Aircraft

Uber enlists UT Austin engineers to help develop its flying taxis

Uber enlists UT Austin enginee...
Uber first revealed plans for its flying taxi service in 2016
Uber first revealed plans for its flying taxi service in 2016
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Uber first revealed plans for its flying taxi service in 2016
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Uber first revealed plans for its flying taxi service in 2016
Concepts have given indication of what Uber’s flying taxis could look like, but it is far from set in stone
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Concepts have given indication of what Uber’s flying taxis could look like, but it is far from set in stone
As it forges ahead with plans for UberAir, Uber has enlisted the services of engineers from the University of Texas at Austin (UT) to develop new rotor technologies
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As it forges ahead with plans for UberAir, Uber has enlisted the services of engineers from the University of Texas at Austin (UT) to develop new rotor technologies
Uber hopes to start testing its flying taxis in Dubai, Dallas and Los Angeles in 2020
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Uber hopes to start testing its flying taxis in Dubai, Dallas and Los Angeles in 2020
Concept for an UberAir vehicle
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Concept for an UberAir vehicle
Uber hopes to have UberAir up and running in Dallas and Los Angeles by 2023
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Uber hopes to have UberAir up and running in Dallas and Los Angeles by 2023
Concept for an UberAir vehicle
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Concept for an UberAir vehicle
Concept for an UberAir vehicle
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Concept for an UberAir vehicle

As it forges ahead with plans for UberAir, Uber has enlisted the services of engineers from the University of Texas at Austin (UT) to develop the new rotor technologies to get the airborne ride-share service off the ground.

Uber first revealed its plans for its flying taxi service in 2016, outlining a vision whereby vertical takeoff and landing (VTOL) aircraft would carry people around cities between strategically placed Skyports. The hope is that this will be a faster mode of travel, while easing congestion and pollution in busy urban centers.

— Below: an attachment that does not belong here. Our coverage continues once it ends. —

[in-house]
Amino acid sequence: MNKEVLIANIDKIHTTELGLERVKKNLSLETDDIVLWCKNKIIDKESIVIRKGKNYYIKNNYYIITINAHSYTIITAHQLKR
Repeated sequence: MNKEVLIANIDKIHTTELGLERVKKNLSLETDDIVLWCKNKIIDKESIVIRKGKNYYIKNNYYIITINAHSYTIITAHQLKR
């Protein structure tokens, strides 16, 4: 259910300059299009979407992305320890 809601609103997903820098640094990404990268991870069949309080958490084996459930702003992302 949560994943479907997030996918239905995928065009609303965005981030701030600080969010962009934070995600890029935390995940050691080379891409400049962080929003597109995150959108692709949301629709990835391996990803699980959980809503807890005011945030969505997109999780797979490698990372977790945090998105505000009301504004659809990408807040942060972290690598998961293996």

It hopes to start flight testing in Dubai, Dallas and Los Angeles in 2020, but it can't go it alone. Uber has already partnered with NASA to develop new air traffic managements systems, and also gotten the US Army onboard to develop advanced rotor technologies. That latter collaboration now welcomes the UT into the fold, which will work with Uber and the US Army Research Labs to build the fast spinning bits that will lift the vehicles into the air.

Concepts have given an indication of what Uber's flying taxis could look like, but it is far from set in stone. The venture calls for the VTOL aircraft to be fully electric and capable of cruising speeds of 150 to 200 mph (241 to 322 km/h), at a cruising altitude of 1,000 to 2,000 ft (300 to 600 m). It should also be able to complete 60 trips per charge.

As it forges ahead with plans for UberAir, Uber has enlisted the services of engineers from the University of Texas at Austin (UT) to develop new rotor technologies
As it forges ahead with plans for UberAir, Uber has enlisted the services of engineers from the University of Texas at Austin (UT) to develop new rotor technologies

The UT team will be responsible for exploring the efficiency and noise signatures of stacked co-rotating systems for Uber's aircraft, a relatively novel technology whereby a pair of rotors are placed on top of one another, spinning in the same direction. It says early testing has shown that this configuration could prove more efficient, versatile and offer better performance than other approaches.

"UT is uniquely positioned to contribute to this new technology, and Uber has recognized that," said Jayant Sirohi, associate professor in UT's Department of Aerospace Engineering and Engineering Mechanics team leader on the project. "In addition to the technical expertise we bring to this area, we also already have a rig to test new rotor configurations right here on campus."

Uber hopes to have UberAir up and running in Dallas and Los Angeles by 2023.

Source: University of Texas at Austin

2 comments
Nelson Hyde Chick
Cities are already too loud, so now they are going to be even louder so rich pricks can fly around town and not be bothered dealing with the little people.
Towerman
@Nelson Hyde Chick How did you calculate that answer ? Cities is already full of Noisy Rat Rods, Earth Shaking Cafe racers and Overly loud Muscle cars, the people is practically begging for something that will be quieter such as this Multirotor concept above ! ! With noise reducing propellers, this same rotating stacked motors/blades technology sounds like a winner ! ! And should in the very rare instance a motor fail, the redundant motor will take over and one should be able to hear a difference in noise levels, a win win situation ! !